Roseroot herb a potential alternative treatment for depression
Roseroot, an herb that has been used in traditional folk medicine, could have potential as an alternative treatment for depression, according to a new study.
The study was the first ever randomized, double-blind, placebo-controlled comparison trial of roseroot extract and consisted of 57 adults who exhibited two or more major depressive episodes, depressed moods, or loss of interest in activities for at least two weeks. The participants also exhibited unintentional weight change, thoughts of death, and fatigue.
Led by Dr. Jun J. Mao, an associate professor of family medicine, community health and epidemiology at the Perelman School of Medicine of the University of Pennsylvania, researchers compared the effects of roseroot on mild to moderate major depressive disorder with sertraline, a commonly prescribed antidepressant. Over a period of 12 weeks, the participants were given either roseroot extract, sertraline or a placebo.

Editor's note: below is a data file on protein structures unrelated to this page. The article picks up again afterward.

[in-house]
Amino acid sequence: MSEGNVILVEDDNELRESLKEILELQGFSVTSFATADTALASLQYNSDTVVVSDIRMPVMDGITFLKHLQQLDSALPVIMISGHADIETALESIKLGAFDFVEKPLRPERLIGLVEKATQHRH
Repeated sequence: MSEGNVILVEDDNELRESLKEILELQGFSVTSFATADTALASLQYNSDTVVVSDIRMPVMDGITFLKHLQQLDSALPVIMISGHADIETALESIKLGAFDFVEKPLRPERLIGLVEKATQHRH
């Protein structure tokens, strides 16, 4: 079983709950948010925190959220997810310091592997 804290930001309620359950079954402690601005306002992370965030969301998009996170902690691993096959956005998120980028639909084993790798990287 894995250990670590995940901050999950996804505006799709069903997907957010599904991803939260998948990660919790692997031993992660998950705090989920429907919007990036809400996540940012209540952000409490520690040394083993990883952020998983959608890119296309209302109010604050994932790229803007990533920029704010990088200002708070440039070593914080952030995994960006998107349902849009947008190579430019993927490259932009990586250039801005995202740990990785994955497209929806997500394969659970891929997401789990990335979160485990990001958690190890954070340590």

The participants who received sertraline were more likely than participants who received roseroot extract to report improvements in their symptoms by week 12, but the differences were not statistically significant. Participants who took sertraline had 1.9 times the odds of improvement, while participants who took roseroot extract had 1.4 times the odds of improvement.
Sixty-three percent of participants receiving sertraline reported side effects, compared to 30 percent of participants receiving roseroot.
“These results are a bit preliminary but suggest that herbal therapy may have the potential to help patients with depression who cannot tolerate conventional antidepressants due to side effects,” said Dr. Mao.
However, the researchers noted that the small sample size was a limitation of the study.
“This study was designed to generate preliminary efficacy and safety data to determine sample size estimates for a future, fully-powered study,” they said.
Despite the small sample size, the researchers concluded that roseroot extract resulted in “significantly fewer adverse events and was better tolerated” than sertraline. The researchers also concluded that, although roseroot was less effective than sertraline, it “may possess a more favorable risk to benefit ratio for individuals with mild to moderate depression.”
Roseroot is not the only possible alternative treatment for depression. A 2010 study found that Omega 3 fatty acids can help treat depression unaccompanied by anxiety.
[Photo credit: Opioła Jerzy / Wikimedia Commons]